It seems to me that the Eat-Don’t-Eat list of foods is in a perpetual state of unrest. One day eggs are bad; the next day they’re good again. I can’t keep up. And, frankly, it gets a little difficult trying. As Heather has often said, “Moderation is the key.” So today, in keeping with the most recent trend, I’m sharing a recipe for replacing the currently big, bad white potato. My vegetable of choice; the celery root. When I brought it home for the first time my daughter said, “What the heck is this? It looks like a mandrake from the Harry Potter movies!” And so this recipe was named.
I’ve found over time that there a very few vegetables that I won’t eat but, this is not true of my family. I tried using cauliflower as a replacement for mashed potatoes, and although I liked it, I heard a resounding “NO!” to that particular substitution. They said it was too grainy, which is true. It’s not the creamy, smoothness you look for in mashed potatoes.
After reading up on a few other ideas, I decided to try celery root. It’s not hard to find; usually in the produce section by the other root vegetables. You will know it instantly because, and don’t tell Mr. Mandrake I said this but, it is UGLY. I don’t know who was the brave soul who tried this vegetable first, but I’m grateful for their ability to see behind its truly rough exterior.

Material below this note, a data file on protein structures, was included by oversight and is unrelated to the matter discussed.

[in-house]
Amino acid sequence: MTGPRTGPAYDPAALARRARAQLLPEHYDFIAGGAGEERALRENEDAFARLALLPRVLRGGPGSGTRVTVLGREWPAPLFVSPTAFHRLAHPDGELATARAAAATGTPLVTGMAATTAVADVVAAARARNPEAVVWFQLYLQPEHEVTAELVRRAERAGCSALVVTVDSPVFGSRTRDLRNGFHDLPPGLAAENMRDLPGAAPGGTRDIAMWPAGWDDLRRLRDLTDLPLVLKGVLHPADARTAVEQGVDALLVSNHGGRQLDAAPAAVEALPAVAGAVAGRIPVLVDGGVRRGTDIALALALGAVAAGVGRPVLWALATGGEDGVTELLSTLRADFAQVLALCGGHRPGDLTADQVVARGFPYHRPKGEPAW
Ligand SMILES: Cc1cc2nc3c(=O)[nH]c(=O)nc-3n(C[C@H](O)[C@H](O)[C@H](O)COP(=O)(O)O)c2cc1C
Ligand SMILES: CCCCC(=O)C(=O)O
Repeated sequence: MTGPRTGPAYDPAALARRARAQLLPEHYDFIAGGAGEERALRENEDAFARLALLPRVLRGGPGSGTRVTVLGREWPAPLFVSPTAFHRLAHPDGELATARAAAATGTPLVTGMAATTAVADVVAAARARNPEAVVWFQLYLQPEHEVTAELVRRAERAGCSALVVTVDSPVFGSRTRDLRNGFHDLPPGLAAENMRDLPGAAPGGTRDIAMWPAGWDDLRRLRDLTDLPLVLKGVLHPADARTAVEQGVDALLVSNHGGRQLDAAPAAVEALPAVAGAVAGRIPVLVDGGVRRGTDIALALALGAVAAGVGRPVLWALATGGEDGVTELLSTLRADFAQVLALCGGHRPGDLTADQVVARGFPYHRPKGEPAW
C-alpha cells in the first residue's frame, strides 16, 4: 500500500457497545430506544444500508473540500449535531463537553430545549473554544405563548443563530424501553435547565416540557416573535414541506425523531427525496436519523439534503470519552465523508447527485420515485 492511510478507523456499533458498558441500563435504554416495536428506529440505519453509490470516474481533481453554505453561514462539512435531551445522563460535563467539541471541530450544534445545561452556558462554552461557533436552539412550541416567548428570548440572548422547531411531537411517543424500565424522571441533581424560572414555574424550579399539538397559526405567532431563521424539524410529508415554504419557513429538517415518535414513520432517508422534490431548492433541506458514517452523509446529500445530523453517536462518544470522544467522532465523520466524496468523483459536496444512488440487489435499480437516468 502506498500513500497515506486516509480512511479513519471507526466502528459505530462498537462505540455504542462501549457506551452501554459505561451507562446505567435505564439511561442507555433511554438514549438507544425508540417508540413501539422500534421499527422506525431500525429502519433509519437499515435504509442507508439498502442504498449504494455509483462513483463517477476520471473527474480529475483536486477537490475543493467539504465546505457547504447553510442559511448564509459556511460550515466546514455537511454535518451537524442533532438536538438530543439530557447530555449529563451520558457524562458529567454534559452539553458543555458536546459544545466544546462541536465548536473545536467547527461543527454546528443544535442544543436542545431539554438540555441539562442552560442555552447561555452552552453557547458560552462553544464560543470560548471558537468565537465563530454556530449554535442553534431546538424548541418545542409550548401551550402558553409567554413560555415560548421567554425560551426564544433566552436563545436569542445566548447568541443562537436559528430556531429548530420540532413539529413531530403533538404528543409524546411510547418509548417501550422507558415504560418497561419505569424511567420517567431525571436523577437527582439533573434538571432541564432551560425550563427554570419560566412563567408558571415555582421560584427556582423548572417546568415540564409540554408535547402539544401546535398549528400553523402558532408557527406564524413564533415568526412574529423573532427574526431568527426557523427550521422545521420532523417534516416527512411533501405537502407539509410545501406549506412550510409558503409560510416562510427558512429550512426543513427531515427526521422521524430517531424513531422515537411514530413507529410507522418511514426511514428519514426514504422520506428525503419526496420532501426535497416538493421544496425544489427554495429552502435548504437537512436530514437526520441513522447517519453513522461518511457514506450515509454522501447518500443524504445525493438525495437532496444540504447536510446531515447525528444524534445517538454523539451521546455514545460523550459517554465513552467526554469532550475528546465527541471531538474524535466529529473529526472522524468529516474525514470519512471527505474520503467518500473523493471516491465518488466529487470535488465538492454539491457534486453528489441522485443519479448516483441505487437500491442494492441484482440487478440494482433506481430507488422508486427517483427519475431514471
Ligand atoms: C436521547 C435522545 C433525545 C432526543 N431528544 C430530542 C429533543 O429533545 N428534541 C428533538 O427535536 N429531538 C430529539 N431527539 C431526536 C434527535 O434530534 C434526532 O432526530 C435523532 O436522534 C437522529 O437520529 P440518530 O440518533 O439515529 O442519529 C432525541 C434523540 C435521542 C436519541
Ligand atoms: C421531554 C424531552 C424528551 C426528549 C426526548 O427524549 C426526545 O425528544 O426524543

It cooks up exactly the same as a potato, and–when blended with the same ingredients–comes out a luscious, smooth, creamy, altogether perfect replacement to mashed potatoes. And, of course, it’s better for you because of its lower starch content.
Don’t be afraid of the strong celery smell you get when these are cooking. The final flavor is buttery and delicious. Even my husband, who will not let a sliver of celery pass his lips, loves this mash.
1 large or 2 small celery roots
1/4 milk or heavy cream
4 Tbs. butter
Salt and Pepper to taste
Peel the celery root completely. it will have deep crevasses of dirt at the base so make sure you remove that. Dice the root into uniform pieces. (This ensures all pieces cook at the same rate and to the same consistency.) Place them in a pot of cold, salted water and bring up to a boil. When they are tender enough to be easily smashed against the side of the pot, they’re ready to mash. This takes about 20-25 minutes.
Drain and place in a food processor. (This root is fibrous, so it calls for the food processor.) Add the milk, butter, and salt and pepper. Blend until smooth. Serve with the main dish of your choice. For me it was marinated flank steak. Mostly because I liked telling my family they were having Flank Steak with Mandrake!